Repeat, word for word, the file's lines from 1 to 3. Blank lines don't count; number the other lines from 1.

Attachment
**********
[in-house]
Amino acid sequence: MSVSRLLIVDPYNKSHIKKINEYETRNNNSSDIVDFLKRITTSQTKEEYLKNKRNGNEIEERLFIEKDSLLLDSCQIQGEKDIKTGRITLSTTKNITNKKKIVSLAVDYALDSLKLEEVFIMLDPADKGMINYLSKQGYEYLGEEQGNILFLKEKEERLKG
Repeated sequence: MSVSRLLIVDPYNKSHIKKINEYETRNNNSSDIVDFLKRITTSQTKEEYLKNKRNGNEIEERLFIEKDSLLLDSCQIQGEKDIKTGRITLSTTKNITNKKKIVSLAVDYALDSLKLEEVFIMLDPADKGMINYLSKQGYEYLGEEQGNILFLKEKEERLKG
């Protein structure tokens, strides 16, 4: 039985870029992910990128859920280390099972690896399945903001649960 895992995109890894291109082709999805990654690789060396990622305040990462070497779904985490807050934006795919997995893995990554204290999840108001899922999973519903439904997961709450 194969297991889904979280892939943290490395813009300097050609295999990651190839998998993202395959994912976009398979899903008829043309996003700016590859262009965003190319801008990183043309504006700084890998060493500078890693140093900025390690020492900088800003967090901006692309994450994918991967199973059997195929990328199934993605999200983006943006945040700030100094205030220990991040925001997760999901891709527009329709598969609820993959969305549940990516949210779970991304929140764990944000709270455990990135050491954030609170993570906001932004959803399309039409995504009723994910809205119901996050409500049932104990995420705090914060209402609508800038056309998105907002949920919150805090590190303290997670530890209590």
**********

[in-house]
Amino acid sequence: MSVSRLLIVDPYNKSHIKKINEYETRNNNSSDIVDFLKRITTSQTKEEYLKNKRNGNEIEERLFIEKDSLLLDSCQIQGEKDIKTGRITLSTTKNITNKKKIVSLAVDYALDSLKLEEVFIMLDPADKGMINYLSKQGYEYLGEEQGNILFLKEKEERLKG
Repeated sequence: MSVSRLLIVDPYNKSHIKKINEYETRNNNSSDIVDFLKRITTSQTKEEYLKNKRNGNEIEERLFIEKDSLLLDSCQIQGEKDIKTGRITLSTTKNITNKKKIVSLAVDYALDSLKLEEVFIMLDPADKGMINYLSKQGYEYLGEEQGNILFLKEKEERLKG